A defense strategy in criminal law is like a game plan for striking the offense. It generally starts with ensuring that the defendant and attorney know the charges’ full nature.

It is essential that the defense:

  • Address each charge;
  • Knows what elements make up the charges;
  • Knows what evidence is required to refute/stick the charges; and
  • Knows what law controls the charges.

For instance, if the defendant has been charged with trespassing and grand theft auto, the defense must answer each charge. The elements for trespass are different from grand theft auto, so the defense needs to understand what evidence can support/refute those elements.

For trespass, the defendant must have known that the land belonged to someone else, but if the defense attorney can demonstrate that the defendant did not know and there is no way he could have known, it can weaken the trespass charge.

Everyone who stands accused of a crime is assumed innocent until found guilty in a court of law.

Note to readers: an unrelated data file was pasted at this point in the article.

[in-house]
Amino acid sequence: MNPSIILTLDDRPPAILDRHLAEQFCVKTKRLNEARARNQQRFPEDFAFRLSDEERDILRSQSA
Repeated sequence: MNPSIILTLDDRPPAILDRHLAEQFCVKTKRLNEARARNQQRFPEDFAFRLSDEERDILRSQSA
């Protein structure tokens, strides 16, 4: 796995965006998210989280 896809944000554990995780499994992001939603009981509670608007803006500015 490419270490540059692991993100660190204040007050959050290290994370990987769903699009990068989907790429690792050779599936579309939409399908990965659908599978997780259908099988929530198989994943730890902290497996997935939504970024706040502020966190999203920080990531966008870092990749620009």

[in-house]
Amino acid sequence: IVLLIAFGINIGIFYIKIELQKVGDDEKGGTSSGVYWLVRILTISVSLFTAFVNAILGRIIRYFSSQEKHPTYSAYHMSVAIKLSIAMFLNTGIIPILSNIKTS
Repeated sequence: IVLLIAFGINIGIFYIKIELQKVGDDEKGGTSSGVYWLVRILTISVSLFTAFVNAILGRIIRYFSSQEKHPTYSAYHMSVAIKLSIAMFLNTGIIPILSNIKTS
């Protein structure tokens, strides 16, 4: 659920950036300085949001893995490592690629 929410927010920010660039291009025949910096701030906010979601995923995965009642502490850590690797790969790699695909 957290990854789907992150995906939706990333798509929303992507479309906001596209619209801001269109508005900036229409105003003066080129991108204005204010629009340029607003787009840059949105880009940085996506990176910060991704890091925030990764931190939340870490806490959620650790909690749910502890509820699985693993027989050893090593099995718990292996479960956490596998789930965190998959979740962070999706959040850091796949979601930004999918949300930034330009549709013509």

The defense must develop a plan to safeguard the defendant’s innocence by doing the following:

  • Applying relevant regulations to the defendant’s case;
  • Coming up with defense theories as to why the defendant is innocent;
  • Examining discovery and making sure the case has ample proof in support of the defendant;
  • Participating in plea bargaining, if required;
  • Having a real argument for the defendant; and
  • Efficiently answering sentencing pronouncements, such as asking for probation rather than jail time.

If the defendant does not work with their state-provided defense lawyer for whatever reason, they may be able to ask the judge to appoint new counsel or hire their own lawyer. While the judge has the right not to replace the defendant’s public defender, the defendant has the right to replace their public defender with a private criminal defense lawyer. It is essential to remember that you cannot pick your public defender, and one is allocated to you at the court’s discretion.